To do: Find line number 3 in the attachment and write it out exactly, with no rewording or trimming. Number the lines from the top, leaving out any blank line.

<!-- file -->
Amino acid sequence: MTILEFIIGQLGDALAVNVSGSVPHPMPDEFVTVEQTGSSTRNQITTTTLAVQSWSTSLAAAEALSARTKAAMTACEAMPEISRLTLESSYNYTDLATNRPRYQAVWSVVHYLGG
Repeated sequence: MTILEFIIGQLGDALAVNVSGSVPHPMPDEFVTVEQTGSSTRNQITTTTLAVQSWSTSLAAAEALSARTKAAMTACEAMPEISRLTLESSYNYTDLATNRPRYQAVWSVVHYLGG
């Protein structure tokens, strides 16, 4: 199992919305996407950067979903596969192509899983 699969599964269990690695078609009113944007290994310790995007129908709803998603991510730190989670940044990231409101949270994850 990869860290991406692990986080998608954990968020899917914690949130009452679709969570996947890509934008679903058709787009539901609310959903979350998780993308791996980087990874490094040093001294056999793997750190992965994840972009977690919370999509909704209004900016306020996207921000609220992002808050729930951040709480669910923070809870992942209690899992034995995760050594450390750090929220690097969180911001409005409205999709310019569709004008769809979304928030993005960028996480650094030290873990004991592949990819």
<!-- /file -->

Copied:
């Protein structure tokens, strides 16, 4: 199992919305996407950067979903596969192509899983 699969599964269990690695078609009113944007290994310790995007129908709803998603991510730190989670940044990231409101949270994850 990869860290991406692990986080998608954990968020899917914690949130009452679709969570996947890509934008679903058709787009539901609310959903979350998780993308791996980087990874490094040093001294056999793997750190992965994840972009977690919370999509909704209004900016306020996207921000609220992002808050729930951040709480669910923070809870992942209690899992034995995760050594450390750090929220690097969180911001409005409205999709310019569709004008769809979304928030993005960028996480650094030290873990004991592949990819």